Autumn Sun Destination
“I can’t believe you have never been to Majorca”, spouted one of my friends last month when I was discussing my upcoming trip to some sun soaked destination before the drabness of a UK winter I was undecided about where to go and it was a somewhat difficult choice as I didn’t feel like spending more than three hours in a plane it’s strange how one can get these preconceived ideas about a place, these prejudices about some destinations. Majorca has been one of those destinations I have avoided maybe because of those disparaging newspaper articles about drunken youths or not so youthful tourists there , mushy peas and chips with paella and everything else; “But it’s not all like that”, my friend promised me. Me of little faith decided to do some research and so I set about compiling a list of books about or set in the island that I could read before I went ,if that was indeed my final destination and surprisingly there are in fact a lot. Of writers who have depicted the island’s charms and, traditions. In An Enigmatic Disappearance, by Roderic Jefferies one character asks, “Can you find anywhere more beautiful than this? Before ….Alvarez stopped .it was even more beautiful when there were no hotels or houses for tourists and only fishermen walked the sand.” The Graves family have documented the island extensively so I started with “Wild Olives “ the moving memoir written by Robert Graves s son about growing up on the island ,it gives insight into his father’s character and describes idyllic island life before the mushy peas and the chips with everything. He chronicles the changes and modernisation of the island. this memoir actually moved me to tears. Then I moved on to Robert Graves translation of George Sand’s, ”Un Hiver a Majorque”, but I soon became disheartened by his lengthy corrections and went on to read the original and I LOVED it, Sand is witty, honest and a true master of her art Next on to Tomas in the Graves family his book about bread and olive oil is a must read,” Bread & Oil: A Celebration of Majorcan Culture” -According to Tomas bread and olive oil can even help one diet!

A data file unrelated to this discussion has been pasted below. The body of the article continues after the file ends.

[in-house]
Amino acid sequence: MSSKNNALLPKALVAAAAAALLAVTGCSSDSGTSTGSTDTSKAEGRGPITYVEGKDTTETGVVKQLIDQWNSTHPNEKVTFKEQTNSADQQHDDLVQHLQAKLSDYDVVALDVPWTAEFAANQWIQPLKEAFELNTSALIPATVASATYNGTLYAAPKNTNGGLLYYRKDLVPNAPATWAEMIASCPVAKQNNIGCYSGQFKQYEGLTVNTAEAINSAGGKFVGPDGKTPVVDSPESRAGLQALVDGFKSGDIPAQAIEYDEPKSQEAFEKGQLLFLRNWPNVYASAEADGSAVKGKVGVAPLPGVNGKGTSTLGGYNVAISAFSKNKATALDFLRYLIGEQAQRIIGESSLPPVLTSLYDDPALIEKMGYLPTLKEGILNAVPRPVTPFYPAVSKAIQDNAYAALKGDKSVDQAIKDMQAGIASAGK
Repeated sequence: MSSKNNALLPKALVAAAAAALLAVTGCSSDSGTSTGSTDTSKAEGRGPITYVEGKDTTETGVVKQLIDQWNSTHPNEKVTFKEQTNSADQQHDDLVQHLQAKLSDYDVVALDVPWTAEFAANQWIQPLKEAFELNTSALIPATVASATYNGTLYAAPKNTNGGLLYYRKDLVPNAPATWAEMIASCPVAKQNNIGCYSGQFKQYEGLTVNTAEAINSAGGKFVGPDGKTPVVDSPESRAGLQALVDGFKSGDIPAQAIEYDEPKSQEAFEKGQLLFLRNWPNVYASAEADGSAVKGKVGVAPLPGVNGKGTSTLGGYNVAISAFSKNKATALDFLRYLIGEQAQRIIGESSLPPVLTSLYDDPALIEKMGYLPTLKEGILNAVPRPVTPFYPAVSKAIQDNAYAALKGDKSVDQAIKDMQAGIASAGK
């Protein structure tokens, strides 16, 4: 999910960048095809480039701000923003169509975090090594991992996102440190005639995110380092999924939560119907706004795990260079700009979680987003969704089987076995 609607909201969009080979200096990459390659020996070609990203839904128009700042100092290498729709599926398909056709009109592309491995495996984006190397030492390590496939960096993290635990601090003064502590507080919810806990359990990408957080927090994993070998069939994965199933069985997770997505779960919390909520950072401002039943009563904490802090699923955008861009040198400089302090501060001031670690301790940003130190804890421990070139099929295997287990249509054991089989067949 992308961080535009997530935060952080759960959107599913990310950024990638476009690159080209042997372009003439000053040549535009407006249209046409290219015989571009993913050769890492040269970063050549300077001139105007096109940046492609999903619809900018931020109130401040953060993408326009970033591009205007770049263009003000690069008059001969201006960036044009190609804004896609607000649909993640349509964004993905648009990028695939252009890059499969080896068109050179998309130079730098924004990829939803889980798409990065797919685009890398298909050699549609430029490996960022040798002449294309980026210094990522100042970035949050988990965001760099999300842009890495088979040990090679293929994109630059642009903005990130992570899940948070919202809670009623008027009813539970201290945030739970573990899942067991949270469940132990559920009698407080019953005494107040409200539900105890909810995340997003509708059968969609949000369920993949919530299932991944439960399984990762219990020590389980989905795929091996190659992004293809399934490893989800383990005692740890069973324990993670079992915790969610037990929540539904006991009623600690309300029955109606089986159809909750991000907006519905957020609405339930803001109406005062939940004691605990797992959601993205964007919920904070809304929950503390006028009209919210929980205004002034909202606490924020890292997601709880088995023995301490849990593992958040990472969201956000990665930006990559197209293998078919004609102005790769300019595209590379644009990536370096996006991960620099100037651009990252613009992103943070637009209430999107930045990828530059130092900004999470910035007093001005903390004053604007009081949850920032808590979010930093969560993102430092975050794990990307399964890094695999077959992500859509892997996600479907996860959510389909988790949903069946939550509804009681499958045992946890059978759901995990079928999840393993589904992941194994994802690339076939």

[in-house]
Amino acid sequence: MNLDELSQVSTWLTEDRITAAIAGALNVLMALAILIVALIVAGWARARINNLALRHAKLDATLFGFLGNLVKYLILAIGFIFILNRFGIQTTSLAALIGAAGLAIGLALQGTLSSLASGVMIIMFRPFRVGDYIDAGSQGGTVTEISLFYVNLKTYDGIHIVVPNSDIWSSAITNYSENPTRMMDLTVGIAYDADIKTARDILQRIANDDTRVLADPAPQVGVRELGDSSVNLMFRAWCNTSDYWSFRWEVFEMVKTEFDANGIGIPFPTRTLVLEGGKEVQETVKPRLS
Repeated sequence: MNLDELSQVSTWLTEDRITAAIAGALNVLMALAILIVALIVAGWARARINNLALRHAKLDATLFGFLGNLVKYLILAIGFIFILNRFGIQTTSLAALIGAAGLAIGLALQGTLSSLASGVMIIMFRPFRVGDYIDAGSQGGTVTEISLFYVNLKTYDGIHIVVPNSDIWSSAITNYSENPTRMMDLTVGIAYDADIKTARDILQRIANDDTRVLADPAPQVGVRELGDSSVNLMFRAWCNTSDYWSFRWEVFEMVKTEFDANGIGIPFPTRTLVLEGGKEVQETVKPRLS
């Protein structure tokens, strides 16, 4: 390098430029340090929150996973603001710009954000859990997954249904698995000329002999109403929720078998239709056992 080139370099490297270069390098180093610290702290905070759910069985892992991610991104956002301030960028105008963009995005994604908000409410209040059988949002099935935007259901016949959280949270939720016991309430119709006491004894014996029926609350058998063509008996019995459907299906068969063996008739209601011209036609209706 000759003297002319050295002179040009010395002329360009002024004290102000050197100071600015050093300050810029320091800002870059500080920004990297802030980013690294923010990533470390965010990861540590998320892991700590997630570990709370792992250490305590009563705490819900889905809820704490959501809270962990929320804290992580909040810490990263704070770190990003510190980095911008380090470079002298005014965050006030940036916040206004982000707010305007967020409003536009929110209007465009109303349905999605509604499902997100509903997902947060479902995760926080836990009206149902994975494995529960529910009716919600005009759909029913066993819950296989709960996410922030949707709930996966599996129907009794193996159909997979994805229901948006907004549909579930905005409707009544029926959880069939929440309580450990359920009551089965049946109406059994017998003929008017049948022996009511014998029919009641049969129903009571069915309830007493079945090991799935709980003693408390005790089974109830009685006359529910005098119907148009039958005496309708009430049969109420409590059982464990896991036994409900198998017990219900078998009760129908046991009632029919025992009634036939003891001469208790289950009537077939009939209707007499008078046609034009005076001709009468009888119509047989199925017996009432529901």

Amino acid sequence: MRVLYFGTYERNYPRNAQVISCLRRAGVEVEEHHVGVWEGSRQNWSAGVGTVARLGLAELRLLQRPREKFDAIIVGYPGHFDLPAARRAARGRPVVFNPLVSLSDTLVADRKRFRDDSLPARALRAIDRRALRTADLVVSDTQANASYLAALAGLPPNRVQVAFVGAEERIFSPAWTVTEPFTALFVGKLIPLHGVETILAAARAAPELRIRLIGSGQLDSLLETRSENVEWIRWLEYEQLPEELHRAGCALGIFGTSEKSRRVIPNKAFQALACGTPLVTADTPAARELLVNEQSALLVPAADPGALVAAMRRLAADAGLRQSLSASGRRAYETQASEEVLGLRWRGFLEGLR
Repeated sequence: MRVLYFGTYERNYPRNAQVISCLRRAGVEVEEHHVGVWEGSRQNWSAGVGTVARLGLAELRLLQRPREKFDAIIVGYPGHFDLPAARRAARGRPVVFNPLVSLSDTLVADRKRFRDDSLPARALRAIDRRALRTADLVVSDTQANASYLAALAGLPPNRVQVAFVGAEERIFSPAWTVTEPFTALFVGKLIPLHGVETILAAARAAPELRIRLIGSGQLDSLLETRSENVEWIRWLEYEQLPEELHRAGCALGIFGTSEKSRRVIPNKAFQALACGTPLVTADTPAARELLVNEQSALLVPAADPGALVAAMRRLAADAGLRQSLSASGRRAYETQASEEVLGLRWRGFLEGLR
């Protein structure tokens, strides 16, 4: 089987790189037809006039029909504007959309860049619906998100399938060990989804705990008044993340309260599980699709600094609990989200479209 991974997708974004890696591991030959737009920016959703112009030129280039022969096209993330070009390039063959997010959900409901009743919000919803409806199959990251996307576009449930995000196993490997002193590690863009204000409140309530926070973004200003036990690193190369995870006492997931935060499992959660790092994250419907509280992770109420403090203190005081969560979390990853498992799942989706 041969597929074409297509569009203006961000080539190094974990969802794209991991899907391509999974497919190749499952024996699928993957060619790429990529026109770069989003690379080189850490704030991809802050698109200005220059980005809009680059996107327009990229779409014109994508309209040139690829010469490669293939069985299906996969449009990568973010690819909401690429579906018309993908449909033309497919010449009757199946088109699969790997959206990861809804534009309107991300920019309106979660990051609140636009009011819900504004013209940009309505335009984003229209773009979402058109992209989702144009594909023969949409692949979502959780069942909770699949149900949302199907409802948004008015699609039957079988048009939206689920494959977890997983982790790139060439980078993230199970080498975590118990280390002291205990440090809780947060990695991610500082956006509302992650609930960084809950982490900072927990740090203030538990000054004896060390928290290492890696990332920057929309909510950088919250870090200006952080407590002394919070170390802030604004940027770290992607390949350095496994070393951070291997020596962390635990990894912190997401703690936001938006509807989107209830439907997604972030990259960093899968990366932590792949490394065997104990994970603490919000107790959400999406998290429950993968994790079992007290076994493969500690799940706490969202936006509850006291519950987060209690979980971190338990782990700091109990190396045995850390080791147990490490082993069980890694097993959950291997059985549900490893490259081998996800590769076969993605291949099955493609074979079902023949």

Authentic Majorca Cala San Vincente
Finally, I told my friend that I would go but to a quiet resort “Ok, let s try Cala St Vincent in the North Eastern part of the island. Woe oh sorrow a dreadful flight out with Monarch filled with drunken yobs at 7 am why do they let them on board? For the money of course. Was this indeed going to be a trip from hell? Happily, once arrived at the resort the landscape was turned to be breath-taking, with its three coves, and three beaches a quiet pool and day excursions on offer. I plumped for the Island tour with local based “No Frills Excursions” by coach, boat, and tramway and train (1911) Fabulous! A trip to Soller port and Soller village where I indulged in the speciality of orange ice cream which was absolutely divine- to be recommended. This was a package deal –all inclusive and the food was to die for although chips were on the menu every day. If you can ignore the evening entertainment of Karaoke and the pool side trivia quizzes every afternoon you will find that old Majorca is still there, just waiting to be discovered, you just need to get up and go off the beaten track pack your walking shoes as I came across many a happy back packer some touting copies of the books I may well have just read in my armchair.
Helpful Guide book Eye witness guides
Graves, Tomas. Bread & Oil: A Celebration of Majorcan Culture 1 Jun 2013 . 1st June 2013.
Graves, William. Wild Olives. Pimlico, 1995. Jefferies, Roderic.
An Enigmatic Disappearance. collins crime, 1998. Samd, Georges. Un Hiver a Majorque.
Sand, Georges. A Winter in Majorca . 1958. translated by Robert Graves .